City documents place total at $30 million, $46 million, $58 million
January 18, 2011 5:16 PM
Brooke Edwards

VICTORVILLE • A federal agency is questioning the price of Victorville’s wastewater treatment plant, with documents showing three different totals that range from $30 million to nearly $58 million.

U.S. Citizenship and Immigration Services raised the dispute in a recent letter to the city, responding to Victorville’s appeal of the agency’s decision to terminate the local EB-5 visa investor program.

Victorville’s EB-5 Regional Center was approved by USCIS in June 2009, allowing the city to solicit $500,000 loans from foreign citizens who would then be put on the fast-track to citizenship. But USCIS terminated the EB-5 program in late October, citing concerns over whether the city was satisfying the agency’s requirement that each loan create at least 10 permanent jobs.

The city told USCIS it planned to use $25 million in EB-5 loans to help fund construction of its wastewater treatment plant, which was needed to lure Dr Pepper Snapple Group’s bottling hub to Southern California Logistics Airport.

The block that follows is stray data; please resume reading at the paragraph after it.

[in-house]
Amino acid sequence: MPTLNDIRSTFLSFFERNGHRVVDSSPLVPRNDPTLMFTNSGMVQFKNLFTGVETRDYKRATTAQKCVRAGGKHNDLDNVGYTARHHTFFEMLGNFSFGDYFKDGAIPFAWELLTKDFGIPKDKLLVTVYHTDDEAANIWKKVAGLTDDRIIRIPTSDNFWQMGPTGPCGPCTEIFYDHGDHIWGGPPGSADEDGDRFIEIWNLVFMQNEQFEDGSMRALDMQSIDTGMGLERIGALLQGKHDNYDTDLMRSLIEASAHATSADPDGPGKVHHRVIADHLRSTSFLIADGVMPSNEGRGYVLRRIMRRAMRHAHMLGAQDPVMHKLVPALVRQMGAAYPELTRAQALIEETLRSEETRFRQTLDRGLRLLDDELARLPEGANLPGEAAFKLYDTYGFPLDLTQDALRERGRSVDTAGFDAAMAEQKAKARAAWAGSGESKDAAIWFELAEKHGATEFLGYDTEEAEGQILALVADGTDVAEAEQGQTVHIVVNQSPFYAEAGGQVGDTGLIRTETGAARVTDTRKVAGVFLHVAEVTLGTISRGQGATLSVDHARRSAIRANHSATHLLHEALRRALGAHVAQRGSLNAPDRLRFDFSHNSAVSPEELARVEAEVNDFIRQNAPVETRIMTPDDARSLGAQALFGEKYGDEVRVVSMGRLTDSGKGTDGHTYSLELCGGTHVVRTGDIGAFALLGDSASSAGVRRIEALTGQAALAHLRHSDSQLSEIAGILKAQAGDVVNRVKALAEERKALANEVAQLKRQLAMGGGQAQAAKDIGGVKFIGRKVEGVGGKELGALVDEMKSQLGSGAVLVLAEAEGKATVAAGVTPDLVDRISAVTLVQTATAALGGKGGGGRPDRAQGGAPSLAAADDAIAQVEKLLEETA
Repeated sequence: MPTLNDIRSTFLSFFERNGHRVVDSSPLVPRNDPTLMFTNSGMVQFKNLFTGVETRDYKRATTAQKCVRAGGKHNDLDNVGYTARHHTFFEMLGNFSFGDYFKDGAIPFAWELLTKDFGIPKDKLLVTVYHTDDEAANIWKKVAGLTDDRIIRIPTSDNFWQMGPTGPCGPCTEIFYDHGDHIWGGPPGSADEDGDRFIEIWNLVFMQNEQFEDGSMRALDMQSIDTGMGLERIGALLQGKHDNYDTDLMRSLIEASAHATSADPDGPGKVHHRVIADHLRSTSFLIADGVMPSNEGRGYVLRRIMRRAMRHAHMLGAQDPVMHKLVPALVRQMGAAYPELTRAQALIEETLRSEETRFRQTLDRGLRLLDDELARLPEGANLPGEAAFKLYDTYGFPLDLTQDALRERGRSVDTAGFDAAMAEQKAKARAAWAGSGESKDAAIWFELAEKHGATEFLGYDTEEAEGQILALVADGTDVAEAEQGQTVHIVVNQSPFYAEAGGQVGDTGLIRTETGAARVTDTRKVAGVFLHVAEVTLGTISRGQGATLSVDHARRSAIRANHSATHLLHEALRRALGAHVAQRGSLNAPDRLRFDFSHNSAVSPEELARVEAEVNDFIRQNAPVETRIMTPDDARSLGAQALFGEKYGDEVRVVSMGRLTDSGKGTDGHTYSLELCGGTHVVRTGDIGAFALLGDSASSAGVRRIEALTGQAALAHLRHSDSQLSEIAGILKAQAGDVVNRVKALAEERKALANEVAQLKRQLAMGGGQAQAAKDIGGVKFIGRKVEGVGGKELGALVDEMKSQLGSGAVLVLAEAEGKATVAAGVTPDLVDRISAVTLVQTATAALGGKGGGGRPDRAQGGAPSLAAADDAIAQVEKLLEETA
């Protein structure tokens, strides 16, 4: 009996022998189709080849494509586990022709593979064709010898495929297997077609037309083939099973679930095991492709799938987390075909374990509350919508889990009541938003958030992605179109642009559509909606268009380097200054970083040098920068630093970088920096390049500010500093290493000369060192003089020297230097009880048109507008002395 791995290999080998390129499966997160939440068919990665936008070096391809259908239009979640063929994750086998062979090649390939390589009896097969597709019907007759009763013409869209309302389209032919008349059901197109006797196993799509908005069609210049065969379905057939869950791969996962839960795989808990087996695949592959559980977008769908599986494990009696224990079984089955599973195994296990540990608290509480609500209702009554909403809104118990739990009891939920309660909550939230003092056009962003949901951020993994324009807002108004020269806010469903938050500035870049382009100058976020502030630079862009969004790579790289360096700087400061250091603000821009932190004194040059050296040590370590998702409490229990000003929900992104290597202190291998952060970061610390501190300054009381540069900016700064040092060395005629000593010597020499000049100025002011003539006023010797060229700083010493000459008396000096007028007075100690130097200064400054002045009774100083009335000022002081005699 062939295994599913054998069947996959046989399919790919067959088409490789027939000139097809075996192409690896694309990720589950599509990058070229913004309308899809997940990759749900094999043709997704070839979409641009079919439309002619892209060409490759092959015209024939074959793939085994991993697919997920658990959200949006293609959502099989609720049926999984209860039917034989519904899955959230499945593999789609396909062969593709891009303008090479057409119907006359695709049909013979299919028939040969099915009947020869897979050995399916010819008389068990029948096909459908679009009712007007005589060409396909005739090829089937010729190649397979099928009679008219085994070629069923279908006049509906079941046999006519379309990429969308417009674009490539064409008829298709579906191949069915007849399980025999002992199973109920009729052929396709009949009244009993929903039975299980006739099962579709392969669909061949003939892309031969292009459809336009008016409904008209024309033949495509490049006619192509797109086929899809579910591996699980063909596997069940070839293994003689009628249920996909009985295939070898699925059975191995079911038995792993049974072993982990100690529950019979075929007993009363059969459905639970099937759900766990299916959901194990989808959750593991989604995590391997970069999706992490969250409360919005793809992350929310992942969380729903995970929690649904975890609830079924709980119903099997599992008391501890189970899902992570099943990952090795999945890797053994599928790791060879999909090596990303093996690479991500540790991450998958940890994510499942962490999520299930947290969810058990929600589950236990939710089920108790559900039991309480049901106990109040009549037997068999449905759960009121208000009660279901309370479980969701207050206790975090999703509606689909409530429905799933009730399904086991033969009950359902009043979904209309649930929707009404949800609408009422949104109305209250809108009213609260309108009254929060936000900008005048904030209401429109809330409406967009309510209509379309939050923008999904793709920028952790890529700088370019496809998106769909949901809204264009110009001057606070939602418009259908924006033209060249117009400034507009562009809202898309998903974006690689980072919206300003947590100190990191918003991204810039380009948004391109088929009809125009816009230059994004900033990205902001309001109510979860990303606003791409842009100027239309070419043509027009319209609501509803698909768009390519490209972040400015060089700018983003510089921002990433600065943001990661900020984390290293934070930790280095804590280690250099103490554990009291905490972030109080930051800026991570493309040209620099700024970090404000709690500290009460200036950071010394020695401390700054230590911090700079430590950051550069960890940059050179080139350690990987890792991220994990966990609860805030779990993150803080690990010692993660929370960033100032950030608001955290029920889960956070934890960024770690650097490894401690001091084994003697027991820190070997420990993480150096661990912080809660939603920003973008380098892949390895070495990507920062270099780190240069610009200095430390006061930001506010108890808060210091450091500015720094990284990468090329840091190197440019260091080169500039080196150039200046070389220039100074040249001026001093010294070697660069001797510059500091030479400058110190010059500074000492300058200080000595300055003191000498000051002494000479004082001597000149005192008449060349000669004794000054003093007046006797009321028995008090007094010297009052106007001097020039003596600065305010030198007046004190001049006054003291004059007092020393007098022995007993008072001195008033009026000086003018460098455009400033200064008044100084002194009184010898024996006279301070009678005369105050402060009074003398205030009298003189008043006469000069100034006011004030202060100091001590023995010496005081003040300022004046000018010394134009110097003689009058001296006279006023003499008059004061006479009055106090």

An economic analysis on the project submitted to USCIS by John Husing in January 2009 lists construction costs for the plant at $30 million. This is the same price staff presented to City Council in June 2008, when the group unanimously voted to proceed with the project.

However, a business plan sent to USCIS May 4, 2010 in response to the agency’s first notice of intent to terminate the EB-5 program listed total construction costs at $46.52 million. This is the same price listed along with the dozens of change orders that have appeared on city agendas over the last two years.

Then, in the city’s Nov. 16 motion for USCIS to reconsider its precedent-setting decision to terminate the program, Victorville offered a new economic analysis to explain how the wastewater plant would result in 512 permanent jobs. And while the agency acknowledges in its letter that the analysis “appears to be statistically valid,” it questions why Victorville used a $57.89 million figure for construction costs in that study.

The city has declined to discuss its appeal of the EB-5 termination, citing potential litigation. But when the Daily Press has raised concerns over different price figures for the wastewater project in the past, city staff has stated that $30 million was for the plant itself while higher price tags that have popped up include different levels of related infrastructure.

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Brooke Edwards may be reached at (760) 955-5358 or at